25. The method of claim 23, further comprising the step of determining the concentration of an indicator solution.
26. The method of claim 25, further comprising the step of increasing the hydrostatic pressure in the indicator solution, wherein the indicator solution is a predetermined quantity of dialyzate and is infused into the extracorporeal path by back filtration.
27. The method of claim 25, further comprising the step of changing the temperature of the indicator solution.
28. The method of claim 23, further comprising the step of determining the temperature of the blood.
Description
BACKGROUND OF THE INVENTION

The invention relates to a means for determining hemodynamic parameters during an extracorporeal blood treatment as is known in U.S. Pat. No. 5,312,550 and which incorporates the use of such a means.

In methods involving repeated purification therapy of the blood, such as hemodialysis, hemofiltration and hemodiafiltration, blood is conducted through an extracorporeal path. To access the vascular system an arterial-venular fistula is frequently surgically attached. An implantation is also possible. All references to "fistula" hereinafter signify any type of connection between a patient's vein and artery, in which the portion of the fistula disposed upstream and closer to the arterial vascular system denotes the arterial segment of the fistula, while the portion of the fistula disposed downstream and closer to the venous portion of the vascular system denotes the venous segment.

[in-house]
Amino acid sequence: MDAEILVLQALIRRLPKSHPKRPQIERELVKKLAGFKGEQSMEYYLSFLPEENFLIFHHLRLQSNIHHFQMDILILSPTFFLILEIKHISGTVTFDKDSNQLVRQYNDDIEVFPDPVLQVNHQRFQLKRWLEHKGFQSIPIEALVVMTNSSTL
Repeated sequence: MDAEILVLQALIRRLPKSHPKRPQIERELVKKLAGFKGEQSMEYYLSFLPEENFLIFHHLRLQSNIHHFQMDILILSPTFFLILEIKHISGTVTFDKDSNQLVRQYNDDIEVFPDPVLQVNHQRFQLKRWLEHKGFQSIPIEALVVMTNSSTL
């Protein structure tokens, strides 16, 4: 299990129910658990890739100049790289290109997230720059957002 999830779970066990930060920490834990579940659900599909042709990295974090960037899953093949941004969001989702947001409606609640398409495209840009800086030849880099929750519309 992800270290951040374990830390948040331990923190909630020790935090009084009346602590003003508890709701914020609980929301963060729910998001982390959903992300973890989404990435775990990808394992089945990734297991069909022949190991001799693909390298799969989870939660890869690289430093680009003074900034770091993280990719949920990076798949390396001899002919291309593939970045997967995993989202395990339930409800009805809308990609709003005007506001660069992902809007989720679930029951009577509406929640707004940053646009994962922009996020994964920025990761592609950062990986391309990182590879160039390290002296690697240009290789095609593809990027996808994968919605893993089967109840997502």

Blood flowing through the fistula is only actually used during the dialysis treatment. In the interim period the blood flow corresponds to a functional left/right shunt, in which a portion of the arterial blood from the cardiac minute output (CMO) bypasses peripheral utilization in the shunt and is conducted directly to the venous system and the heart. The fistula flow (Qfi) recirculates through the heart and lungs. The fistula flow, since it bypasses the periphery, is also not subject to blood pressure regulation. The systemic blood flow through the peripheral path (Qsys) drops by the amount of fistula flow (Osys =CMO-Qfi), if the cardiac minute output does not increase accordingly. A compensatory increase in the cardiac minute output of this type usually occurs as a result of the increased fistula flow, and it places an increased burden on the patient's blood circulation, not just during hemodialysis.

The fractional portion of fistula flow of the cardiac minute output is defined as cardiopulmonary recirculation. ##EQU1##

Cardiopulmonary recirculation (CPR) affects not only the patient's circulatory load as a whole, but it also impacts the efficiency of dialysis. Dialyzed blood from the extracorporeal path which bypasses the systemic circulatory regions and is intermixed with the venous return flow from the greater vascular system, leads to a systematic reduction in the concentration of components in arterial blood capable of being dialyzed (D. Schneditz, et al.: Cardiopulmonary recirculation during hemodialysis. Kidney Int. 42:1450-1456,1992). Thus, it is important to know the extent of cardiopulmonary recirculation.